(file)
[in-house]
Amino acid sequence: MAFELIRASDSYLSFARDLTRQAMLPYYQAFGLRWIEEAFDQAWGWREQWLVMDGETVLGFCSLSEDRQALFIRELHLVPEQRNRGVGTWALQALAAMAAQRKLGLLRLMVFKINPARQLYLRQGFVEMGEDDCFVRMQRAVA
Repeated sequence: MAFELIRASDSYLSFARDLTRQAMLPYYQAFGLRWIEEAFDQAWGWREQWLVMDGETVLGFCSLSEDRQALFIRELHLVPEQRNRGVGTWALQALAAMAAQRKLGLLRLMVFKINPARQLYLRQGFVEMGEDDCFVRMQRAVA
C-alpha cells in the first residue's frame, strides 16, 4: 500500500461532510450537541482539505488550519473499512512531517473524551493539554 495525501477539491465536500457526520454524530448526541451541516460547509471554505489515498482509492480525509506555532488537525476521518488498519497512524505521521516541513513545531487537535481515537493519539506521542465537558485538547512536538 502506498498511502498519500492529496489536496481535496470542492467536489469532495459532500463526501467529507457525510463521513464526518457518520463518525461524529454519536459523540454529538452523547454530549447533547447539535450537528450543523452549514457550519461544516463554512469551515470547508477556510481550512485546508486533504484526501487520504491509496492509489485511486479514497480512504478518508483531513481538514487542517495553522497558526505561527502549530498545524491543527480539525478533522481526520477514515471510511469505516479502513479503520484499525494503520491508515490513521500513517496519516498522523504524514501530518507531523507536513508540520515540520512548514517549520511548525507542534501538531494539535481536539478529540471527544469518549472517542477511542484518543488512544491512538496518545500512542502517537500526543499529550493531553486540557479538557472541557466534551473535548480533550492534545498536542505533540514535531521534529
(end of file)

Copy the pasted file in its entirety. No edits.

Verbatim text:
[in-house]
Amino acid sequence: MAFELIRASDSYLSFARDLTRQAMLPYYQAFGLRWIEEAFDQAWGWREQWLVMDGETVLGFCSLSEDRQALFIRELHLVPEQRNRGVGTWALQALAAMAAQRKLGLLRLMVFKINPARQLYLRQGFVEMGEDDCFVRMQRAVA
Repeated sequence: MAFELIRASDSYLSFARDLTRQAMLPYYQAFGLRWIEEAFDQAWGWREQWLVMDGETVLGFCSLSEDRQALFIRELHLVPEQRNRGVGTWALQALAAMAAQRKLGLLRLMVFKINPARQLYLRQGFVEMGEDDCFVRMQRAVA
C-alpha cells in the first residue's frame, strides 16, 4: 500500500461532510450537541482539505488550519473499512512531517473524551493539554 495525501477539491465536500457526520454524530448526541451541516460547509471554505489515498482509492480525509506555532488537525476521518488498519497512524505521521516541513513545531487537535481515537493519539506521542465537558485538547512536538 502506498498511502498519500492529496489536496481535496470542492467536489469532495459532500463526501467529507457525510463521513464526518457518520463518525461524529454519536459523540454529538452523547454530549447533547447539535450537528450543523452549514457550519461544516463554512469551515470547508477556510481550512485546508486533504484526501487520504491509496492509489485511486479514497480512504478518508483531513481538514487542517495553522497558526505561527502549530498545524491543527480539525478533522481526520477514515471510511469505516479502513479503520484499525494503520491508515490513521500513517496519516498522523504524514501530518507531523507536513508540520515540520512548514517549520511548525507542534501538531494539535481536539478529540471527544469518549472517542477511542484518543488512544491512538496518545500512542502517537500526543499529550493531553486540557479538557472541557466534551473535548480533550492534545498536542505533540514535531521534529